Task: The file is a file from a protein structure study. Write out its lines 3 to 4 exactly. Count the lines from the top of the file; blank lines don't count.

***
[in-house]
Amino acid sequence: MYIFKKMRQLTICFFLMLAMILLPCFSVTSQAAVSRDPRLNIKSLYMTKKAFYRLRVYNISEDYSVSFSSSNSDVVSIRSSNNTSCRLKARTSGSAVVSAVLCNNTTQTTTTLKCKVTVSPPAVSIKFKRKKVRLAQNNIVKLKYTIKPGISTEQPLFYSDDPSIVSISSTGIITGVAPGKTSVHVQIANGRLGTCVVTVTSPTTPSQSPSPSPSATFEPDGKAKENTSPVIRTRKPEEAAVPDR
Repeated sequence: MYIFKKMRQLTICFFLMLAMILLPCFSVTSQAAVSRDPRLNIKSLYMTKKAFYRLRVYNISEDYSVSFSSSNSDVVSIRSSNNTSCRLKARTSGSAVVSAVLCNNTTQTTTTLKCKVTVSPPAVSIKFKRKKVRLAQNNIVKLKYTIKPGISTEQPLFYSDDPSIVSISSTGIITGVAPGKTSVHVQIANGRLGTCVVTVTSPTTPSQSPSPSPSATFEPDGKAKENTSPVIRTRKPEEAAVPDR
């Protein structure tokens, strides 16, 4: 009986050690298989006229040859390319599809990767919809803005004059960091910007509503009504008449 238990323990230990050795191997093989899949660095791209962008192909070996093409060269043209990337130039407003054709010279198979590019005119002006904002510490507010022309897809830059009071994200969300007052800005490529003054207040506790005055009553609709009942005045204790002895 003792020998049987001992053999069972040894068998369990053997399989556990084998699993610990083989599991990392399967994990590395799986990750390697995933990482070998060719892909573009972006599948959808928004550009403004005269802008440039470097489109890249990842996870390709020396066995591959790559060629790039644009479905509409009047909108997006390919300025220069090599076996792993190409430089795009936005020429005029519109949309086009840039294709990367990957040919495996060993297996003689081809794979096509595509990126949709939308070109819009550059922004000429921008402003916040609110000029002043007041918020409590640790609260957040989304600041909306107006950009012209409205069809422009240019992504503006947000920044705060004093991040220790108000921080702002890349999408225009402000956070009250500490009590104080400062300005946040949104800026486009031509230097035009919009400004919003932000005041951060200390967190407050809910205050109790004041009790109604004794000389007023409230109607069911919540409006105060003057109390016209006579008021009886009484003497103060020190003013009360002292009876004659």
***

Repeated sequence: MYIFKKMRQLTICFFLMLAMILLPCFSVTSQAAVSRDPRLNIKSLYMTKKAFYRLRVYNISEDYSVSFSSSNSDVVSIRSSNNTSCRLKARTSGSAVVSAVLCNNTTQTTTTLKCKVTVSPPAVSIKFKRKKVRLAQNNIVKLKYTIKPGISTEQPLFYSDDPSIVSISSTGIITGVAPGKTSVHVQIANGRLGTCVVTVTSPTTPSQSPSPSPSATFEPDGKAKENTSPVIRTRKPEEAAVPDR
């Protein structure tokens, strides 16, 4: 009986050690298989006229040859390319599809990767919809803005004059960091910007509503009504008449 238990323990230990050795191997093989899949660095791209962008192909070996093409060269043209990337130039407003054709010279198979590019005119002006904002510490507010022309897809830059009071994200969300007052800005490529003054207040506790005055009553609709009942005045204790002895 003792020998049987001992053999069972040894068998369990053997399989556990084998699993610990083989599991990392399967994990590395799986990750390697995933990482070998060719892909573009972006599948959808928004550009403004005269802008440039470097489109890249990842996870390709020396066995591959790559060629790039644009479905509409009047909108997006390919300025220069090599076996792993190409430089795009936005020429005029519109949309086009840039294709990367990957040919495996060993297996003689081809794979096509595509990126949709939308070109819009550059922004000429921008402003916040609110000029002043007041918020409590640790609260957040989304600041909306107006950009012209409205069809422009240019992504503006947000920044705060004093991040220790108000921080702002890349999408225009402000956070009250500490009590104080400062300005946040949104800026486009031509230097035009919009400004919003932000005041951060200390967190407050809910205050109790004041009790109604004794000389007023409230109607069911919540409006105060003057109390016209006579008021009886009484003497103060020190003013009360002292009876004659």